Data logged to an experiment will not be displayed on the main map. Use the experiments section to display your experiment’s data. Experiments have less strict location accuracy filters.
It is possible that some datapoints did not upload correctly to our server because your internet connection was intermittent. This is however unlikely as a working internet connection is needed to receive data packets from TTN.
When a gateway moves more than 100 meters it is seen as a new installation with different coverage. All old coverage data is hidden because the old coverage is now invalid.
In a very few circumstances obvious incorrect measurements might be deleted from the map.
For a gateway to appear on TTN Mapper its location needs to be known, and it needs to have at least one coverage mapping point uploaded to TTN Mapper. In other words if a gateway has not been measured yet, the gateway will not appear on TTN Mapper.
Make sure your gateway’s GPS coordinates are configured correctly on the TTN Console. Also make sure fake_gps is disabled in the gateway’s local_conf.json file.
Also check that your privacy settings make the status and location of your gateway public.
<img src="/resources/TTNConsolePrivacy.png" />
TTN Mapper will use the location configured on the TTN Console first. If the location is not configured there it will use the location which the gateway reports. That means that a gateway with a built in GPS will be located at the location set on the Console, not the location the gateway reports. Only if the location is not set on the Console the fallback location - the location reported by the gateway - will be used.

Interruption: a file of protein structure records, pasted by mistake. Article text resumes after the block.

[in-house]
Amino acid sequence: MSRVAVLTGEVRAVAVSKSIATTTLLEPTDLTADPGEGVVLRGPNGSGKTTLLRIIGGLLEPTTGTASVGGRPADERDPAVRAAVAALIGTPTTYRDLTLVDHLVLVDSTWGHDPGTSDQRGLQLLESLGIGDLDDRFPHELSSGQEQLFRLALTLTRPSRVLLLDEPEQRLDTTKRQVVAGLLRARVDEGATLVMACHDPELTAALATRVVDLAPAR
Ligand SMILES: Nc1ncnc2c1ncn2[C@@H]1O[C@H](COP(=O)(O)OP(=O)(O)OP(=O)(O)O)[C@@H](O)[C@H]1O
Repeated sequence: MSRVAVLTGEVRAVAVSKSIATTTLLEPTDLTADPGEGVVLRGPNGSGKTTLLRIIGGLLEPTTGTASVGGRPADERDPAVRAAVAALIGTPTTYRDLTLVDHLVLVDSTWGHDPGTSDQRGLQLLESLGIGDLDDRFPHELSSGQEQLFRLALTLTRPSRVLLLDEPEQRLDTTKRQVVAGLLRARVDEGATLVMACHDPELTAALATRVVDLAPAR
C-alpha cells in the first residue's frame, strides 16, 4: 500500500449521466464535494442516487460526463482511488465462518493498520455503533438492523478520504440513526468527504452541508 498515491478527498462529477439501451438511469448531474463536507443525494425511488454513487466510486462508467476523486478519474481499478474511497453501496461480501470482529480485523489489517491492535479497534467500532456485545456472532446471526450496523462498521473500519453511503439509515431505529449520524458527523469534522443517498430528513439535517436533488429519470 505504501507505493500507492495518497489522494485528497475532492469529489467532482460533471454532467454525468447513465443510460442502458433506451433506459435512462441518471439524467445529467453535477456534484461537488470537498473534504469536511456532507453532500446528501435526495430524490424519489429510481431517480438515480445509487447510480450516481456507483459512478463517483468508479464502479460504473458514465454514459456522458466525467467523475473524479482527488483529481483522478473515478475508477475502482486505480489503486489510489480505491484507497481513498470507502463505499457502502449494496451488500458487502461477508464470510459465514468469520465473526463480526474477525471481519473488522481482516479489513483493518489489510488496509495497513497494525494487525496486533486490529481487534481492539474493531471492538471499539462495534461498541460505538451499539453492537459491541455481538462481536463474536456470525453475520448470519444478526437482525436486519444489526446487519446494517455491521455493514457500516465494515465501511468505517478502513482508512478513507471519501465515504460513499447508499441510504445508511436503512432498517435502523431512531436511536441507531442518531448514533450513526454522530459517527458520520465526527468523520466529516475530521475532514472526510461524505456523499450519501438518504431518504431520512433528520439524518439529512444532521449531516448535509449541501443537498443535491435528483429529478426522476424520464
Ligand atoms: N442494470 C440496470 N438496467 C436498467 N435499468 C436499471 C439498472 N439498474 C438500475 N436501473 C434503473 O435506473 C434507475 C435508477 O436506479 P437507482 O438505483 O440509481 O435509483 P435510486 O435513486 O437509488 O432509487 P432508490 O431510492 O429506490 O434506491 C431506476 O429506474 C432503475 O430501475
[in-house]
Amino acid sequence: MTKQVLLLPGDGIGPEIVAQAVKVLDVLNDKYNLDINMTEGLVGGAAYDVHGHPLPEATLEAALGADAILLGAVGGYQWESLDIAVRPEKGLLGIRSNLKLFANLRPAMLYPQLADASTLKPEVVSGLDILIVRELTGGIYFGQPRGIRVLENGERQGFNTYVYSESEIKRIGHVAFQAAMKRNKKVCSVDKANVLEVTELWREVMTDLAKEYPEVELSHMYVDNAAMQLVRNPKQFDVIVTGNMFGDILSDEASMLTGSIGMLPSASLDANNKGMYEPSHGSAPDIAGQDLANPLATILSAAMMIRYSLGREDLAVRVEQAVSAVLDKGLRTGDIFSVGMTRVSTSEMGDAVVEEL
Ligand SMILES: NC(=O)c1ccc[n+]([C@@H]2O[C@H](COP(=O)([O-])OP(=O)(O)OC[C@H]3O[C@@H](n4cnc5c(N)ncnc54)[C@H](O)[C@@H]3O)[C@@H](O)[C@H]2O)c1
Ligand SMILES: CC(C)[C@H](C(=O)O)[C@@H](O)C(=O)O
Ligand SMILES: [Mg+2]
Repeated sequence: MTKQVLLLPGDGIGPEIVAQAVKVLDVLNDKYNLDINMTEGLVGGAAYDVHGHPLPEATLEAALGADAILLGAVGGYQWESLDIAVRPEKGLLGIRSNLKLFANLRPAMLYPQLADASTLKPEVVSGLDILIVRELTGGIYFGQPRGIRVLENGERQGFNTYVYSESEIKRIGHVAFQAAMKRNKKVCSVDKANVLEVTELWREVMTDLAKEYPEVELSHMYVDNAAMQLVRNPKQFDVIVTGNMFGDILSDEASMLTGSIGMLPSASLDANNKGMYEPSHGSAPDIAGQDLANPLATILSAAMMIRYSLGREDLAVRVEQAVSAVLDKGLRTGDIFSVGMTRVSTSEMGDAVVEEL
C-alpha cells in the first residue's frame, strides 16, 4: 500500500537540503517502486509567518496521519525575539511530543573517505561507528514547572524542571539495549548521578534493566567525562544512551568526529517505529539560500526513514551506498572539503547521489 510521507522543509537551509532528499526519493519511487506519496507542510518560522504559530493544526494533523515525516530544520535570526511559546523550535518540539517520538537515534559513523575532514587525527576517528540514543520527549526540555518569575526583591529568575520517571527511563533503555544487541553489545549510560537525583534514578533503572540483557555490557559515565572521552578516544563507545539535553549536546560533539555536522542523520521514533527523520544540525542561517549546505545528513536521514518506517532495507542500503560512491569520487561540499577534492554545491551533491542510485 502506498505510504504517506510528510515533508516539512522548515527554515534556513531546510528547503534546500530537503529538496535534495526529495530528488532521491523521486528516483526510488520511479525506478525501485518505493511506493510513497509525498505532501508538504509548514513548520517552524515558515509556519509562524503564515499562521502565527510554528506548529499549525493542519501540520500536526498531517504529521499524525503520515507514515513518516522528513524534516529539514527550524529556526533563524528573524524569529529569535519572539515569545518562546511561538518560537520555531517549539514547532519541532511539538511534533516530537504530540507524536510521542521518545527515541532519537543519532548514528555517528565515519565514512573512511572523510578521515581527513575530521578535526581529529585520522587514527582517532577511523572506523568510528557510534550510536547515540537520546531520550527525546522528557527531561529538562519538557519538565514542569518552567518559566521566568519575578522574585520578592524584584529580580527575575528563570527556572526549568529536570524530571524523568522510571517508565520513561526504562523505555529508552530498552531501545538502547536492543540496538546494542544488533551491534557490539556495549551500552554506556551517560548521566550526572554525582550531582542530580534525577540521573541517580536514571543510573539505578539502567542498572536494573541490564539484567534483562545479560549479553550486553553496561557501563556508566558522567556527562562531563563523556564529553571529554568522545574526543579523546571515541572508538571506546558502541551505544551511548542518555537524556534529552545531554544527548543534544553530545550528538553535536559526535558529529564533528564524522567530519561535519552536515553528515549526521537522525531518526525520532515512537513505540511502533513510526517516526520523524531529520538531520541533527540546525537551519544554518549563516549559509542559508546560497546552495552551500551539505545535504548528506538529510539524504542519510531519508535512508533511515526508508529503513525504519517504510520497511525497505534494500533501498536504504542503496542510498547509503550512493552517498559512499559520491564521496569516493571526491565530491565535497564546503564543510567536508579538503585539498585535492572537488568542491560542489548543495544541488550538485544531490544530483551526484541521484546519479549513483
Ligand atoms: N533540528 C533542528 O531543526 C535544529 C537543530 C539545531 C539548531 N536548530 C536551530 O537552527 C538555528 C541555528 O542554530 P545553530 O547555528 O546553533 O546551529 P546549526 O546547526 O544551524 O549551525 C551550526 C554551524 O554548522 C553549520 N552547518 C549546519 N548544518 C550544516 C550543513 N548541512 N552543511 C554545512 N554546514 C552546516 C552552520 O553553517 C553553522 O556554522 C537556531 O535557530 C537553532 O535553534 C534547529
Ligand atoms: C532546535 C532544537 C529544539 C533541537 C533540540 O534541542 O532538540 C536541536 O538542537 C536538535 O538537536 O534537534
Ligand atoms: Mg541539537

The GEOJSON files used to draw the TTN Mapper maps are publicly available at http://ttnmapper.org/geojson.
Data is sometimes dumped into CSV files. The dumps are available at http://ttnmapper.org/dumps. If you want newer data than what there are dumps of, please contact me.
No public API access is given to the raw data. This is due to the amount of data and number of possible queries that won’t be possible to handle on the server. Please use the dumps and your own database.
If you change your gateway’s location to another one more than 100m away, any old measurements for your gateway will be hidden automatically.
In any other circumstance, contact us.
One way of supporting the project is by contributing to the open source code on Github.
The project however has a monthly running cost which was covered by The Shuttleworth Foundation up to 2018. At this point there is no financial support from any official sources. If you want to financially support the project there are a couple of methods:
For details contact us.